Conservative critics of the U.S. sugar program – consisting essentially of some minor import quotas and tariffs on countries that subsidize their own sugar industries in one form or another – regularly invoke the philosophical principle of “free trade.”
But as President Donald Trump pointed out earlier this year in his joint address to Congress, free trade “also has to be fair trade” – a point echoed by former House Speaker Newt Gingrich in his new book, “Understanding Trump.”
Gingrich argues that it “only makes sense to enter (trade) agreements when we are buying products we actually need,” adding that “it’s not a good deal for us if we are importing something we can already make at American facilities, with American workers.”
That certainly includes American sugar grown and produced by American farmers.
And since American sugar farmers are able to produce all the sugar our nation needs — especially considering the fact that American sugar today costs almost exactly what it cost thirty years ago — why, as Gingrich notes, does it make sense for America to import it from other countries?
Large multinational companies with headquarters in America – which are active campaign donors to both sides – apply pressure on politicians because the companies benefit from free trade agreements.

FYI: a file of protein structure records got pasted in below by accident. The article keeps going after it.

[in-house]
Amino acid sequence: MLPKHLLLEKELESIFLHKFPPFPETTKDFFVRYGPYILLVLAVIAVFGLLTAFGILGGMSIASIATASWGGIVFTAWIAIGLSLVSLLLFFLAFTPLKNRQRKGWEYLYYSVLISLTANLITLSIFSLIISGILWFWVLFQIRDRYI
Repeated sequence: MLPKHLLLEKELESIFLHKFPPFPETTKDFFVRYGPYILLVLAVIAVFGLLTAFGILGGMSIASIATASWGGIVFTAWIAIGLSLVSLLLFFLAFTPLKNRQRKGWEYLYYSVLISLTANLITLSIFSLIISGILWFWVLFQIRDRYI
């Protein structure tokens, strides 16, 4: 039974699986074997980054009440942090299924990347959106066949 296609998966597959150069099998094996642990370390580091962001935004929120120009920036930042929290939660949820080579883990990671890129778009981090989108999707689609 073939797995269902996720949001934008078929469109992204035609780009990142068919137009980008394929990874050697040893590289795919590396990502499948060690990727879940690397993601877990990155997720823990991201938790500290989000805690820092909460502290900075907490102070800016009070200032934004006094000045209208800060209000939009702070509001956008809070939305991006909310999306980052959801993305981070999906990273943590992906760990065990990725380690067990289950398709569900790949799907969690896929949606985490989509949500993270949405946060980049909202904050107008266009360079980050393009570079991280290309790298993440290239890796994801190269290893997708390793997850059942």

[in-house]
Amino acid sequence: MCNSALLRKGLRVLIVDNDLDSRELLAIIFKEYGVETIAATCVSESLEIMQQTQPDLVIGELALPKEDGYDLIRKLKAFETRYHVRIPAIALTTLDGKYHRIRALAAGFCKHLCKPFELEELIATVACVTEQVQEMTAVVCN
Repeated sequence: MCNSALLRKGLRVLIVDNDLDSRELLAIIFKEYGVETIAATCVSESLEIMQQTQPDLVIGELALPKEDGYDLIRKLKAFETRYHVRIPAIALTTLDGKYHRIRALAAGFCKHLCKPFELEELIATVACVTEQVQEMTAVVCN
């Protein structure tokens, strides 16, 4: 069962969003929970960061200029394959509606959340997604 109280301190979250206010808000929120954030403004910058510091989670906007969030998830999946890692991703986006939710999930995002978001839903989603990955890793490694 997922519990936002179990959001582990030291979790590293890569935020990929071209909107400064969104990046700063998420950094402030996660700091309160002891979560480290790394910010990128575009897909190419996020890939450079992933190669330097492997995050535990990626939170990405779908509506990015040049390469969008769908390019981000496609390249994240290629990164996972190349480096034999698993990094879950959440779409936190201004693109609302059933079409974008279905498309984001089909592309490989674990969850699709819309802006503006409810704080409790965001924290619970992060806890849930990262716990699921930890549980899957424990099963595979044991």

President Trump has been crystal clear that his priority is seeing that American workers have jobs. The special interests of giant multinational corporations that benefit from open trade borders will no longer steer our trade policies from the shadows.
The industries argue that cheap labor and material costs available in other countries allow companies to produce and sell their products to Americans at lower prices, which means more money in American wallets.
This narrative ignores that when American companies outsource their labor or look for cheaper materials elsewhere, Americans lose jobs. What good is a cheaper widget if you don’t have the paycheck to buy it?
President Trump has rightly criticized recent American trade agreement with countries that “subsidize their goods” and give foreign competitors an unfair advantage that puts American workers out of work.
The U.S. sugar program has long been a common-sense counter to such cheating in international trade. It’s a policy that should be emulated, not discarded.